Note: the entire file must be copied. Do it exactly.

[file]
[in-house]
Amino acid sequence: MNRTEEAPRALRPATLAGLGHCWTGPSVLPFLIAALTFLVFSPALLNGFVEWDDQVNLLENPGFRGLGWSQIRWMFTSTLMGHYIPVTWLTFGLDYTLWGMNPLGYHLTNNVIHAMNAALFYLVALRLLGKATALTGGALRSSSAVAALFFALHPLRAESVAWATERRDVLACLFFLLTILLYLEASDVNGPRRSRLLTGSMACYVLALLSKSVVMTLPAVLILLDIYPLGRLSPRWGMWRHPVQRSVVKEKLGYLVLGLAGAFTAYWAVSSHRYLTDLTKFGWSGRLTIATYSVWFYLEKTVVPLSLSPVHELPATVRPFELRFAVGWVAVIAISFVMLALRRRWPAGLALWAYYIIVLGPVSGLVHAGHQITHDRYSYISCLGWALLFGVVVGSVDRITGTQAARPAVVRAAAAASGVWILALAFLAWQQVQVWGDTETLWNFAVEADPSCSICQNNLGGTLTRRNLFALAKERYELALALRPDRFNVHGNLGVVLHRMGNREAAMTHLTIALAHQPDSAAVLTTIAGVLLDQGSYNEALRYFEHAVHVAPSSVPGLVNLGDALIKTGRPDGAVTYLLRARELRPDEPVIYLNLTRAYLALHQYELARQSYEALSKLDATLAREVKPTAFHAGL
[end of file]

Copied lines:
[in-house]
Amino acid sequence: MNRTEEAPRALRPATLAGLGHCWTGPSVLPFLIAALTFLVFSPALLNGFVEWDDQVNLLENPGFRGLGWSQIRWMFTSTLMGHYIPVTWLTFGLDYTLWGMNPLGYHLTNNVIHAMNAALFYLVALRLLGKATALTGGALRSSSAVAALFFALHPLRAESVAWATERRDVLACLFFLLTILLYLEASDVNGPRRSRLLTGSMACYVLALLSKSVVMTLPAVLILLDIYPLGRLSPRWGMWRHPVQRSVVKEKLGYLVLGLAGAFTAYWAVSSHRYLTDLTKFGWSGRLTIATYSVWFYLEKTVVPLSLSPVHELPATVRPFELRFAVGWVAVIAISFVMLALRRRWPAGLALWAYYIIVLGPVSGLVHAGHQITHDRYSYISCLGWALLFGVVVGSVDRITGTQAARPAVVRAAAAASGVWILALAFLAWQQVQVWGDTETLWNFAVEADPSCSICQNNLGGTLTRRNLFALAKERYELALALRPDRFNVHGNLGVVLHRMGNREAAMTHLTIALAHQPDSAAVLTTIAGVLLDQGSYNEALRYFEHAVHVAPSSVPGLVNLGDALIKTGRPDGAVTYLLRARELRPDEPVIYLNLTRAYLALHQYELARQSYEALSKLDATLAREVKPTAFHAGL